Kentron District

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Kentron (Armenian: Կենտրոն վարչական շրջան, romanizedKentron varčakan šrĵan), is one of the 12 districts of Yerevan, the capital of Armenia. It comprises the downtown, the commercial centre of the city. As of the 2011 census, the district has a population of 125,453.

Kentron District
Kentron District
Kentron district shown in red
Kentron district shown in red
Kentron is located in Armenia
Coordinates: 40°10′41″N 44°30′47″E / 40.17806°N 44.51306°E / 40.17806; 44.51306Coordinates: 40°10′41″N 44°30′47″E / 40.17806°N 44.51306°E / 40.17806; 44.51306
Marz (Province)Yerevan
 • Total14.2 km2 (5.5 sq mi)
995 m (3,264 ft)
 (2011 census)
 • Total125,453
 • Density8,800/km2 (23,000/sq mi)
Time zoneUTC+4 (AMT)

Kentron is bordered by Ajapnyak and Malatia-Sebastia districts from the west, Shengavit and Erebuni districts from the south, Nor Nork District from the east and Arabkir and Kanaker-Zeytun districts from the north.[1] Hrazdan River flows through the western part of the district.


The word kentron literally means "centre" in Armenian, and has the same etymological root as the English word, ultimately from Ancient Greek κέντρον (kéntron, "centre"). Its Western Armenian cognate is getron (Armenian: կեդրոն).


The district is unofficially divided into smaller neighborhoods such as Kond, Noragyugh, Pokr Kentron, Nor Kilikia, Kozern and Aygestan.

Kond and Noragyugh are among the 7 original neighbourhoods of old Yerevan.


  • English Park.
  • Children's Park
  • Abovyan Children's Park and Railway
  • Tsitsernakaberd Park
  • Circular Park
  • Lovers' Park
  • Martiros Saryan Park
  • Komitas Park
  • Shahumyan Park
  • Missak Manouchian Park


The administrative building of Kentron district
Poplavok lake at the Circular Park

After Armenia fell under Soviet rule between 1920 and 1921, Yerevan became the first among the cities in the Soviet Union for which a general plan was developed. The "General Plan of Yerevan" developed by the academic Alexander Tamanian, was approved in 1924. It was initially designed for a population of 150,000. The city was quickly transformed into a modern industrial metropolis of over one million people. New educational, scientific and cultural institutions were founded as well.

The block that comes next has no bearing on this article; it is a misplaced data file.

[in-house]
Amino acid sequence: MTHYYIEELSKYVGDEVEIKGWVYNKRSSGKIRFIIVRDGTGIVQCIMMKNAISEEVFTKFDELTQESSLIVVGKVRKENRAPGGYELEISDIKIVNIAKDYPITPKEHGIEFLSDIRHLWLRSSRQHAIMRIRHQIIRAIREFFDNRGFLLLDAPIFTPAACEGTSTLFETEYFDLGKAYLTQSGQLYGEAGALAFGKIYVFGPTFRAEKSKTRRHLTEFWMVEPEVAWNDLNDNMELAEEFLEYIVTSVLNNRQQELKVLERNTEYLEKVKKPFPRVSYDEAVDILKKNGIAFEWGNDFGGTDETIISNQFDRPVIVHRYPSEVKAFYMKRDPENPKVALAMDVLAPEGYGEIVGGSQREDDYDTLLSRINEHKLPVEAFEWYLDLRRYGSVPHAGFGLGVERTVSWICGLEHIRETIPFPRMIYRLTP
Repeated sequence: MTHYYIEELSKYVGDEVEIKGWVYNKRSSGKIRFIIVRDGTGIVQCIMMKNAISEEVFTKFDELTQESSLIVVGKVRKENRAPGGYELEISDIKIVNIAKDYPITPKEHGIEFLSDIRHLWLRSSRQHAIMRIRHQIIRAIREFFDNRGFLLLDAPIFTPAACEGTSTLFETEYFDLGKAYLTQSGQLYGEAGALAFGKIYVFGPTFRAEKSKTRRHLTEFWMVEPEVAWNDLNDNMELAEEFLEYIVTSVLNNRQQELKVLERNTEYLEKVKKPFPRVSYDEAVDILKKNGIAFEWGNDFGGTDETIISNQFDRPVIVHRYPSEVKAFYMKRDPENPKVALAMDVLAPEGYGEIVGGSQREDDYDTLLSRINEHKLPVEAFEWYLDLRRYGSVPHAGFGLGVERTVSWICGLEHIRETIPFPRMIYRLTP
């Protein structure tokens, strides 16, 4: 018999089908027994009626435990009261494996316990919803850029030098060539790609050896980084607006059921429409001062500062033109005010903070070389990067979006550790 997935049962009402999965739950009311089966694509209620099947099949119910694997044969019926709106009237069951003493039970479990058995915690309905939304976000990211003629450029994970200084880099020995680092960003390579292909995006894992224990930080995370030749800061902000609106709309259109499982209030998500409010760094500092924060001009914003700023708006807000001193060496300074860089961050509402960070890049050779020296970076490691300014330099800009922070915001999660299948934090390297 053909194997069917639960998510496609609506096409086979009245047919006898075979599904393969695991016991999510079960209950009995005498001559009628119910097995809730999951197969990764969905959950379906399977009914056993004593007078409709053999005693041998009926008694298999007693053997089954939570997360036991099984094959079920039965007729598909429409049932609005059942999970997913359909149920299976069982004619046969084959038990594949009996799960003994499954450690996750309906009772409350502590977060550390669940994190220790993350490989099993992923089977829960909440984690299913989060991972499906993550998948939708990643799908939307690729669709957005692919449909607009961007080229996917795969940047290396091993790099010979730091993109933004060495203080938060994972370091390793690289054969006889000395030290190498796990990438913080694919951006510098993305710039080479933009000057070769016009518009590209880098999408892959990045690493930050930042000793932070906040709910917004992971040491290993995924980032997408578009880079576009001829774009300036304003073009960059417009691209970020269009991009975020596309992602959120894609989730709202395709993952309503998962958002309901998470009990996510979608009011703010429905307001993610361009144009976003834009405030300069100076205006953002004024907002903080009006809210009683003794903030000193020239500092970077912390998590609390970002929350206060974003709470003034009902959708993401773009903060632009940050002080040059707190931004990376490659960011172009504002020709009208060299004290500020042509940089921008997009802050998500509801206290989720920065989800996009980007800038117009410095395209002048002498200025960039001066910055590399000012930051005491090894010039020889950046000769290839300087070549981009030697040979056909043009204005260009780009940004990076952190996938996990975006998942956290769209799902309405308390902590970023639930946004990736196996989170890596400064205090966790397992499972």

Tamanian incorporated national traditions with contemporary urban construction. His design presented a radial-circular arrangement that overlaid the existing city and incorporated much of its existing street plan. As a result, many historic buildings in the centre (modern-day Kentron district) of Yerevan were demolished, including churches, mosques, the Safavid fortress, baths, bazaars and caravanserais.

Within the years, Kentron has become the most developed district of Yerevan, something that created a significant gap compared with other districts in the city. Most of the educational, cultural and scientific institutions were centred in the Kentron district. It also became home to administrative buildings of Armenia, including the Presidential Palace, the National Assembly of Armenia, the Central Bank of Armenia, the National Security Service and most of the ministry buildings.


Religious buildings and historical sites:


Entertainment and recreation:


Fountains at the Republic Square metro station

Kentron district is served by a public transport network of buses and trolleybuses.

Charles Aznavour square
Place de France, with the statue of Jules Bastien-Lepage at the centre


Industrial plants:


Educational institutions:



Panoramic view of Kentron district
Panoramic view from the Kentron district (from left to right): The City Hall clock tower, Ardshinbank (foreground), Glendale Hills residential buildings (background), the Yerevan Ararat Brandy Factory tower, the Russian Embassy, the Mountains of Ararat in the overall background.